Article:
Microsoft is partnering up with T-Mobile to provide free 4G LTE coverage to help out schoolchildren in underserved or rural areas where broadband isn’t available in the US, and as part of a drive to push its ‘Connected PCs’ in education markets in general (with two such fresh devices being introduced).
The pilot program will begin in February 2020 and will offer SIM cards and free 4G LTE coverage plans to schools in selected districts in the aforementioned underserved areas of the US.
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Microsoft notes that according to the FCC, the vast majority of teachers (70%) set homework which requires broadband access to complete, yet there are still 25 million folks who don’t have access to a broadband connection (19 million of these are in rural, out of the way areas).
And there are many more out there – almost 163 million apparently – who might be connected, but are not using the internet at minimum broadband speeds. That’s half the population; a highly worrying statistic.
So naturally, it’s easy to see why Microsoft is driving home the advantages of having always connected laptops with LTE coverage (or indeed 5G coverage, going forward). These devices could help to even out inequalities in education, in terms of the broadband haves and have-nots, by introducing connectivity to areas which aren’t otherwise viable.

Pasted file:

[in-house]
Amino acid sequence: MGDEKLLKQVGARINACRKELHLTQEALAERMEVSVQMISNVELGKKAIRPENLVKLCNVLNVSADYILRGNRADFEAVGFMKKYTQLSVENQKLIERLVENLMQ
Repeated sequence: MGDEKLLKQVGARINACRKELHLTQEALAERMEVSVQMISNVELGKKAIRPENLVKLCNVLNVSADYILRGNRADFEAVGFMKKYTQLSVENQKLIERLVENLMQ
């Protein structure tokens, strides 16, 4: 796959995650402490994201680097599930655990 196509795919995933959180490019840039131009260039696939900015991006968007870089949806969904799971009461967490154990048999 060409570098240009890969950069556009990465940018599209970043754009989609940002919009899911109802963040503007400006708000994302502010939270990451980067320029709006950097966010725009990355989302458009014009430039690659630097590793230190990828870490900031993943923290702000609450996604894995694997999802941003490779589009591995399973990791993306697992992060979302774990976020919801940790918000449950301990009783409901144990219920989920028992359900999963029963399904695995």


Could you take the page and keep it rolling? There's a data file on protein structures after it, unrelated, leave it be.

This isn’t just about the US, either, as Microsoft has announced that it is partnering with Vodafone to deliver “education-specific cellular connectivity plans to customers using the newest Connected PCs” in markets across Europe, and also Africa.
As we mentioned at the outset, Microsoft has introduced a pair of new Connected PCs which are built – and priced – for the education market, namely the JP.IK Turn T101 and Positivo Wise N1212S.
Both are affordable devices, particularly the former which will start at $299 (around £230, AU$430), with the Positivo Wise being priced from $575 (around £440, AU$830).
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Via MSPower User
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Darren is a freelancer writing news and features for TechRadar (and occasionally T3) across a broad range of computing topics including CPUs, GPUs, various other hardware, VPNs, antivirus and more. He has written about tech for the best part of three decades, and writes books in his spare time (his debut novel - 'I Know What You Did Last Supper' - was published by Hachette UK in 2013).